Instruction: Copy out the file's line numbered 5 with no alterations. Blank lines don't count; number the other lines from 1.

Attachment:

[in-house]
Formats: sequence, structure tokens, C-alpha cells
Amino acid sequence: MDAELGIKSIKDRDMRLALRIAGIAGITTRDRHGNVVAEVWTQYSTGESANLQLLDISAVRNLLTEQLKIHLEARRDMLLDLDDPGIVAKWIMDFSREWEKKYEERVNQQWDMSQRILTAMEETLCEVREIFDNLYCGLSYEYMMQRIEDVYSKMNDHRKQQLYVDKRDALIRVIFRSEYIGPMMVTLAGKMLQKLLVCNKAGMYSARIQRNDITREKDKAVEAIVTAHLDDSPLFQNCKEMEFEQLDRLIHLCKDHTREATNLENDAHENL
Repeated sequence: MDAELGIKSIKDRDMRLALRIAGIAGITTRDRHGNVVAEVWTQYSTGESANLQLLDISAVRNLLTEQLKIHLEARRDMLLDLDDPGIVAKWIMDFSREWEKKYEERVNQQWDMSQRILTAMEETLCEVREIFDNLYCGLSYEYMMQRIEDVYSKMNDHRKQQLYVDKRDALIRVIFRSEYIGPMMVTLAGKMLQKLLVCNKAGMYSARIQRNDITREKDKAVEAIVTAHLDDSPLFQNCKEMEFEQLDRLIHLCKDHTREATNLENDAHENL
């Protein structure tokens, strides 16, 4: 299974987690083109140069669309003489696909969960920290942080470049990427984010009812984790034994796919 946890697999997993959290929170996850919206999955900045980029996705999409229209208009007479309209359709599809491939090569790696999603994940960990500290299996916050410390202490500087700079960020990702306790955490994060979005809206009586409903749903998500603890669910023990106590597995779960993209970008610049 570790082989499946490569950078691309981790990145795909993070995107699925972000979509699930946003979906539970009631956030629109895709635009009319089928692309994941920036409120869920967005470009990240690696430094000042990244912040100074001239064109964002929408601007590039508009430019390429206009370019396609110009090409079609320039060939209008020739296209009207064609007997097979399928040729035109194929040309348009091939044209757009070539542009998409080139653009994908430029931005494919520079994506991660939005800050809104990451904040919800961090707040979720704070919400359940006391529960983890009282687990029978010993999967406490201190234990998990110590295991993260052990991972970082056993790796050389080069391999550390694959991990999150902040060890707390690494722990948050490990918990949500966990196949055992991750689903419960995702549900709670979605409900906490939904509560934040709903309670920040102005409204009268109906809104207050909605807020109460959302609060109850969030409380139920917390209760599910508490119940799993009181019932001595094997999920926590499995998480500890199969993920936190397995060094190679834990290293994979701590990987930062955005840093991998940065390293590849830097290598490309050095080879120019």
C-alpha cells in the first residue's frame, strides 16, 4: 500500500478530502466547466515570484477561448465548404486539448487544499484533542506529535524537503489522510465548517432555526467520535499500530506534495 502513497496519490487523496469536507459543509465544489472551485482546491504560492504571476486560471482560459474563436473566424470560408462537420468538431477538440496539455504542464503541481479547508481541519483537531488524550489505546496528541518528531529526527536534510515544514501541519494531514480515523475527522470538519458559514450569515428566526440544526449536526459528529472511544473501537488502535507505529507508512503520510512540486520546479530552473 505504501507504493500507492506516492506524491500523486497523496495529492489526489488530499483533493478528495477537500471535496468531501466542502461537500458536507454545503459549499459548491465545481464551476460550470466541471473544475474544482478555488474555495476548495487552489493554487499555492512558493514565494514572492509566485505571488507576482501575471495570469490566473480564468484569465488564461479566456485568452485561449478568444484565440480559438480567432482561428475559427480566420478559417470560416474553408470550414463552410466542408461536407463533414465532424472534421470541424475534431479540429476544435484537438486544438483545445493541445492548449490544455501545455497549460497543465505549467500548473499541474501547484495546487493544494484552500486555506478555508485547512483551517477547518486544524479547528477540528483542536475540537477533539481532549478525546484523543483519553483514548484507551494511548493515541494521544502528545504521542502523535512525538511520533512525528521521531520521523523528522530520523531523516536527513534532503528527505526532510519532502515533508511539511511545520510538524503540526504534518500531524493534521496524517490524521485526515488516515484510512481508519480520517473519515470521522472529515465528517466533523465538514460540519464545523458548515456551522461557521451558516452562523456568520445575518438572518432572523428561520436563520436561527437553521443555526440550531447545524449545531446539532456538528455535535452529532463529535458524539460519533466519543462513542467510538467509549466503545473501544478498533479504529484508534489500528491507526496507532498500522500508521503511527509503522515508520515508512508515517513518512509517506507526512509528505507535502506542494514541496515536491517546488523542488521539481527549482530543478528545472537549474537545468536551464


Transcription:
């Protein structure tokens, strides 16, 4: 299974987690083109140069669309003489696909969960920290942080470049990427984010009812984790034994796919 946890697999997993959290929170996850919206999955900045980029996705999409229209208009007479309209359709599809491939090569790696999603994940960990500290299996916050410390202490500087700079960020990702306790955490994060979005809206009586409903749903998500603890669910023990106590597995779960993209970008610049 570790082989499946490569950078691309981790990145795909993070995107699925972000979509699930946003979906539970009631956030629109895709635009009319089928692309994941920036409120869920967005470009990240690696430094000042990244912040100074001239064109964002929408601007590039508009430019390429206009370019396609110009090409079609320039060939209008020739296209009207064609007997097979399928040729035109194929040309348009091939044209757009070539542009998409080139653009994908430029931005494919520079994506991660939005800050809104990451904040919800961090707040979720704070919400359940006391529960983890009282687990029978010993999967406490201190234990998990110590295991993260052990991972970082056993790796050389080069391999550390694959991990999150902040060890707390690494722990948050490990918990949500966990196949055992991750689903419960995702549900709670979605409900906490939904509560934040709903309670920040102005409204009268109906809104207050909605807020109460959302609060109850969030409380139920917390209760599910508490119940799993009181019932001595094997999920926590499995998480500890199969993920936190397995060094190679834990290293994979701590990987930062955005840093991998940065390293590849830097290598490309050095080879120019």